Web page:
Illustration by Nan Jiang

Cute infographics, wrong information

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Over the last few months, civil rights issues in America brought many teenagers to political activism. However, during quarantine, it is difficult to attend an actual protest. A convenient alternative is reposting infographics or articles online. These posts are supposed to be created by people with credibility, but a good percentage are one-sided, misinformed propaganda aimed toward teenagers to promote a political agenda.

These infographics often spread information by presenting one side of the story. The most exemplary of these posts is one that condemns the new Mulan movie for supporting the mass imprisonment of Uyghur Muslims in Xinjiang. Although these mass imprisonments are obviously immoral, this post, along with many like it, all fail to mention the terrorist attacks in the region. The East Turkestan Independence Movement, an ISIS-backed Uyghur separtist movement, is actively attacking Ürümqi, Beijing, and other major cities around China in an effort to create an Islamic state in Xinjiang. These attacks are rarely covered in Western media, and posts like these can easily hide these incidents from Westerners, who are their targeted audience. Only being exposed to one-sided political media often leads to a flawed political opinion, and creates an ignorant and misinformed youth.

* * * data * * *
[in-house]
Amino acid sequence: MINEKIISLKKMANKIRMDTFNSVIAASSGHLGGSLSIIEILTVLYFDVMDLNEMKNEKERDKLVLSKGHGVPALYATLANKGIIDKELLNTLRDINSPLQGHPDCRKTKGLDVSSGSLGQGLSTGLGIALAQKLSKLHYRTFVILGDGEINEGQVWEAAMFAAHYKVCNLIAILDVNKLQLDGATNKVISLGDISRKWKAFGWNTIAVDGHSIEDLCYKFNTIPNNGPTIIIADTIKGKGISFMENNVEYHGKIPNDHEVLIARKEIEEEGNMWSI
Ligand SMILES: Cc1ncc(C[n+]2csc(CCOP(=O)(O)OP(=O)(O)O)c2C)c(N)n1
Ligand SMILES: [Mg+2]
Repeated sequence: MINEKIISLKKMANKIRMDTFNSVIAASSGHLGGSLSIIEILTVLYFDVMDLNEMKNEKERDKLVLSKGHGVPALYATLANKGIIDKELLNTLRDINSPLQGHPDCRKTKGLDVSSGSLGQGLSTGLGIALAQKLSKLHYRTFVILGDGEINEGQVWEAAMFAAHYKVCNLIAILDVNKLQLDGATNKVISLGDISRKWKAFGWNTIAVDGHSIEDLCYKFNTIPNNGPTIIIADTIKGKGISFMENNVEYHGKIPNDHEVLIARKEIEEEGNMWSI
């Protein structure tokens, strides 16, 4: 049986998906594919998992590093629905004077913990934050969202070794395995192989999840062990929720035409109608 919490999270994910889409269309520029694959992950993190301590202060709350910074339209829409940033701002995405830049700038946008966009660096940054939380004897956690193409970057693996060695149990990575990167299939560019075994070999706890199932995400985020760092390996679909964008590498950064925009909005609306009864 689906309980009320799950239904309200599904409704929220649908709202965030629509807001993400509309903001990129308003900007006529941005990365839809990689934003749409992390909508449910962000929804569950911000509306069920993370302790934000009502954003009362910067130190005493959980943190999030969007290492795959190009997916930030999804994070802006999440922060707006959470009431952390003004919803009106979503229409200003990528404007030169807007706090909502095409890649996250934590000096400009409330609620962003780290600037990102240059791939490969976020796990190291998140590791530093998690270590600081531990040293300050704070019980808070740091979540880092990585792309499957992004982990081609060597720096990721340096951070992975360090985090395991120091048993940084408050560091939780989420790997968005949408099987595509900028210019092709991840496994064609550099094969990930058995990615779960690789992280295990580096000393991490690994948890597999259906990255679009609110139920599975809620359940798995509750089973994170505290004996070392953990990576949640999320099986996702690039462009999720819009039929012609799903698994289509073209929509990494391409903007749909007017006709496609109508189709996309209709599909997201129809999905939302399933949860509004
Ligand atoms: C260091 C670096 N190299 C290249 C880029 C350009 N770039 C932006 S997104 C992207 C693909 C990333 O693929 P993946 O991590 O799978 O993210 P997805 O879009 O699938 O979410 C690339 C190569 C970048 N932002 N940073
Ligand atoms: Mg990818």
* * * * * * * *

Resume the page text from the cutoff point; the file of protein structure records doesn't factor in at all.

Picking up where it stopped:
In today’s social media environment, these posts are set up to spread like wildfire. The information is shown in colorful, easily digestible bits, and most teenagers do not give a second thought to like and repost it for more people to see. Most teens have hundreds of followers on social media, influencing others who will inevitably see the things their friends are reposting. This creates a chain of misinformation and ignorance. Reading an infographic takes a lot less time than doing actual research on a subject, giving teens less incentive to fully learn about a subject.

Although these posts do highlight the most problematic areas of an event to raise awareness, a lot of the time, the bigger picture is more essential to an event. It is easy for somebody to portray the killing of Osama bin-Laden as “The US military kills Middle Eastern men,” but with more context, most  people would say that this was a necessary event. Only portraying  one side of a story is dangerous for the future generations because these posts are handicapping teens’ ability to develop their own political opinions. It is impossible to have a democracy if people are made to see through someone else’s lenses.

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